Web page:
Veronica’s mementos of Loki: his cat-shaped urn and a portrait, drawn by her mother.
Veronica’s mementos of Loki: his cat-shaped urn and a portrait, drawn by her mother.
Source: Darina Schweizer

Here’s another way to remember your dearly departed pet:

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A feline lament begins

Veronica’s not the only one who misses Loki. In the days following the cat’s death, his otherwise unobtrusive roommate Luna all of a suddenstarts loudly meowing noticeably often. «It’s such an insistent sound, sometimes like a crying baby,» says Veronica. Not only that, but the cat constantly wants to be close to her and other people. Veronica points out that while this need for attention is typical of the breed, it’s unusual for Luna herself. In contrast to Loki, she continues, Luna had always been the more reserved of the two cats. «I wonder if she might miss Loki. He was like an annoying little brother who’d chase her around the house – she’d whack him every now and again, too. Even so, maybe she really loved him. I’m not sure whether to get her a new buddy.»

Advice from an animal psychologist

Many cat owners face the same question when a pet dies. Animal psychologist Katharina Aeschimann (website in German) is often asked for her take on this. After all, she’s an authority on the needs of cats.

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The animal psychologist is adamant that domestic cats shouldn’t be kept alone. «Even if there’s always someone home, that’s no substitute for a cat companion,» she says. If one animal dies, the surviving cat mewls in search of their buddy. This is especially true when the vet doesn’t put the cat to sleep in their own home. «In these situations, the surviving animal can’t understand where their friend has gone, so they go looking for them,» Aeschimann says. Some vets euthanise animals at home, allowing owners and other pets in the house time to say goodbye to the deceased pet.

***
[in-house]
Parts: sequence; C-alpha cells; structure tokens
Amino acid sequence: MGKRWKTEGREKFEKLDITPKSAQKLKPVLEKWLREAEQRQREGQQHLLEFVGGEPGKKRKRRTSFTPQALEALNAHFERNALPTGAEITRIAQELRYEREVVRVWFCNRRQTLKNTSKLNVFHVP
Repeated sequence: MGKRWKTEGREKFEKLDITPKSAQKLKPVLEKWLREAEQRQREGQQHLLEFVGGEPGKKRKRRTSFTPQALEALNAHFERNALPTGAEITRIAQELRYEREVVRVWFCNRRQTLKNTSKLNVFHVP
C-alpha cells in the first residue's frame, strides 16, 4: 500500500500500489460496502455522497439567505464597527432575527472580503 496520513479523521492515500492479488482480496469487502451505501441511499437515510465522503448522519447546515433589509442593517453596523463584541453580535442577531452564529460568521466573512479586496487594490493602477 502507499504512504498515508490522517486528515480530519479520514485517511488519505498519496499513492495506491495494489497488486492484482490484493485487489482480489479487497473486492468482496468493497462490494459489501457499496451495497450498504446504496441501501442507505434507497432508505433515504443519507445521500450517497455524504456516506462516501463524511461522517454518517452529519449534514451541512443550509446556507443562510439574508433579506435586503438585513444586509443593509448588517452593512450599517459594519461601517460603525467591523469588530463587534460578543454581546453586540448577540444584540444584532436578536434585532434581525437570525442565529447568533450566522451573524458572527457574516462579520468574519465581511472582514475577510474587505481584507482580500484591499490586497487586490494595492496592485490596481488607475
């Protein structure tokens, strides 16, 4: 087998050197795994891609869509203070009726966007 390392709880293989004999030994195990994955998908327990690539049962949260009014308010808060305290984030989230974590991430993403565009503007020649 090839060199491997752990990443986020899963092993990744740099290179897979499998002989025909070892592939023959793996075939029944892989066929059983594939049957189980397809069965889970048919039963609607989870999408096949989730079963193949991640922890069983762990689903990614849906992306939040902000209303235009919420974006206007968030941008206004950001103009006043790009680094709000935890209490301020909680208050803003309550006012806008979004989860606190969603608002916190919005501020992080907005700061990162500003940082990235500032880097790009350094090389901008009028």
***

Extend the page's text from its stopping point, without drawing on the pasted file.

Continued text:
But what characteristics should you focus on when getting a new cat after one passes away? According to Katharina Aeschimann, the most important thing is to choose a four-legged friend:

  • with a similar temperament
  • of roughly the same age
  • of the same sex

In Veronica’s case, it might be tough to find six-year-old Luna a companion of the same age. «Older cats in shelters are often free-rangers, loners who’ve lived by themselves for a long time. But you might get lucky. Otherwise, you can always ask a breeder. They often have slightly older cats to give away that needed to be neutered,» says Aeschimann, herself a breeder of Maine Coon cats.

She adds that if you’re set on buying a young cat as a buddy to an older one, just getting one animal won’t be enough. «You should buy two so that the youngsters can play with each other. You should leave it up to the older cat whether to join in. Either way, you should definitely give the older cat their own space. One way of doing this could be with a microchip cat flap leading to another room.»

The cat’s gender can also be a crucial factor. According to Aeschimann, male cats tend to play rough. Female cats, on the other hand, are often annoyed by this. «When it comes to house cats, I actually always recommend going for animals of the same sex. Unless the male cat is gentler because it was raised with numerous sisters,» says Aeschimann.

What’s next for Luna?

Veronica is still unsure whether she should get a new buddy for sweet-natured Luna. She’s giving herself a little more time to mull it over. In the meantime, she’s being especially attentive to Luna’s needs, scheduling in plenty of cuddles with her pet, who follows her everywhere she goes. In a way, it looks as if Veronica’s got herself a dog after all. At least for now.

What’s your take on house cats? Do you think they should be kept alone or in pairs? Let me know in the comments.

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A city kid who’s returned from the countryside to live the urban life – only to turn her attic flat into a beach house dotted with aloes and lighthouses. She’s an animal lover interested in psychology. Her harmless appearance comes with a dark sense of humour and a criminal taste in books. Someday, she’d like to be able to shoot an arrow like Mulan.